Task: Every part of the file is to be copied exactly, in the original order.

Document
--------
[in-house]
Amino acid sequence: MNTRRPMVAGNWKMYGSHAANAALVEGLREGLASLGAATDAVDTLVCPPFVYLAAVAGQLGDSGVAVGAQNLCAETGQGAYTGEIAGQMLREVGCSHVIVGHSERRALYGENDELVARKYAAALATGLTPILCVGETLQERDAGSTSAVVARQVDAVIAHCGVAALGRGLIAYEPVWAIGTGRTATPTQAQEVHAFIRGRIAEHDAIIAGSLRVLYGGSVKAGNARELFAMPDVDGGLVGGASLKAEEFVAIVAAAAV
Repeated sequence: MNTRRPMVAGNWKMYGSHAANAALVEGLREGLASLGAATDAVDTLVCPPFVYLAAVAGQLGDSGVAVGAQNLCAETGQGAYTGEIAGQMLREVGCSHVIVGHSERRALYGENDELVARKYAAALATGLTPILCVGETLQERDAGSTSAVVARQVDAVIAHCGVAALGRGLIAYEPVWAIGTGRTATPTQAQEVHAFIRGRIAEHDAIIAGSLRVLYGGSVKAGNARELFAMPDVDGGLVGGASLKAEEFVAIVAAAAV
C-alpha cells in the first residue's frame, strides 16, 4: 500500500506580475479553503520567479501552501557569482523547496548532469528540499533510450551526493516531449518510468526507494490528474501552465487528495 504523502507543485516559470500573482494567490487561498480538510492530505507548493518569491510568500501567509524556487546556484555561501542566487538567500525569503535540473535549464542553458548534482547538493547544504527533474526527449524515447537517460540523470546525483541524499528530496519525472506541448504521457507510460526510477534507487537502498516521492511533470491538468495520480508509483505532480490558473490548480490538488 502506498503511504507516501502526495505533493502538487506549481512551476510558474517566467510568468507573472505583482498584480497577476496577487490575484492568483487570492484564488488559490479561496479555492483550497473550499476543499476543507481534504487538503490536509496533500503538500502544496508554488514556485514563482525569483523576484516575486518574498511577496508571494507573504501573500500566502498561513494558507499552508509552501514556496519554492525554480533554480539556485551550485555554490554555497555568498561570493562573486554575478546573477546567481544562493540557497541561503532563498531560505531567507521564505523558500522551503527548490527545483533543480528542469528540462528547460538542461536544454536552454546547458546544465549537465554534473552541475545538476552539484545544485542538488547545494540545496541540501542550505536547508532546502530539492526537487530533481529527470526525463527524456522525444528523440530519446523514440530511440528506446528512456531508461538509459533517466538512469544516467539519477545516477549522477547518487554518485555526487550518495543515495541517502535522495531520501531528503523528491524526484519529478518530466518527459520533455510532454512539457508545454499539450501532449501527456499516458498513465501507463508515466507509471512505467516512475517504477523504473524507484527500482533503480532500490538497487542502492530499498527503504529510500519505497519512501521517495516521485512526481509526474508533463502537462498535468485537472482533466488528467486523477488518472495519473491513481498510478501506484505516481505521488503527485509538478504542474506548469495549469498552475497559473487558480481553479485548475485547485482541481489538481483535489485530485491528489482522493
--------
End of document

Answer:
[in-house]
Amino acid sequence: MNTRRPMVAGNWKMYGSHAANAALVEGLREGLASLGAATDAVDTLVCPPFVYLAAVAGQLGDSGVAVGAQNLCAETGQGAYTGEIAGQMLREVGCSHVIVGHSERRALYGENDELVARKYAAALATGLTPILCVGETLQERDAGSTSAVVARQVDAVIAHCGVAALGRGLIAYEPVWAIGTGRTATPTQAQEVHAFIRGRIAEHDAIIAGSLRVLYGGSVKAGNARELFAMPDVDGGLVGGASLKAEEFVAIVAAAAV
Repeated sequence: MNTRRPMVAGNWKMYGSHAANAALVEGLREGLASLGAATDAVDTLVCPPFVYLAAVAGQLGDSGVAVGAQNLCAETGQGAYTGEIAGQMLREVGCSHVIVGHSERRALYGENDELVARKYAAALATGLTPILCVGETLQERDAGSTSAVVARQVDAVIAHCGVAALGRGLIAYEPVWAIGTGRTATPTQAQEVHAFIRGRIAEHDAIIAGSLRVLYGGSVKAGNARELFAMPDVDGGLVGGASLKAEEFVAIVAAAAV
C-alpha cells in the first residue's frame, strides 16, 4: 500500500506580475479553503520567479501552501557569482523547496548532469528540499533510450551526493516531449518510468526507494490528474501552465487528495 504523502507543485516559470500573482494567490487561498480538510492530505507548493518569491510568500501567509524556487546556484555561501542566487538567500525569503535540473535549464542553458548534482547538493547544504527533474526527449524515447537517460540523470546525483541524499528530496519525472506541448504521457507510460526510477534507487537502498516521492511533470491538468495520480508509483505532480490558473490548480490538488 502506498503511504507516501502526495505533493502538487506549481512551476510558474517566467510568468507573472505583482498584480497577476496577487490575484492568483487570492484564488488559490479561496479555492483550497473550499476543499476543507481534504487538503490536509496533500503538500502544496508554488514556485514563482525569483523576484516575486518574498511577496508571494507573504501573500500566502498561513494558507499552508509552501514556496519554492525554480533554480539556485551550485555554490554555497555568498561570493562573486554575478546573477546567481544562493540557497541561503532563498531560505531567507521564505523558500522551503527548490527545483533543480528542469528540462528547460538542461536544454536552454546547458546544465549537465554534473552541475545538476552539484545544485542538488547545494540545496541540501542550505536547508532546502530539492526537487530533481529527470526525463527524456522525444528523440530519446523514440530511440528506446528512456531508461538509459533517466538512469544516467539519477545516477549522477547518487554518485555526487550518495543515495541517502535522495531520501531528503523528491524526484519529478518530466518527459520533455510532454512539457508545454499539450501532449501527456499516458498513465501507463508515466507509471512505467516512475517504477523504473524507484527500482533503480532500490538497487542502492530499498527503504529510500519505497519512501521517495516521485512526481509526474508533463502537462498535468485537472482533466488528467486523477488518472495519473491513481498510478501506484505516481505521488503527485509538478504542474506548469495549469498552475497559473487558480481553479485548475485547485482541481489538481483535489485530485491528489482522493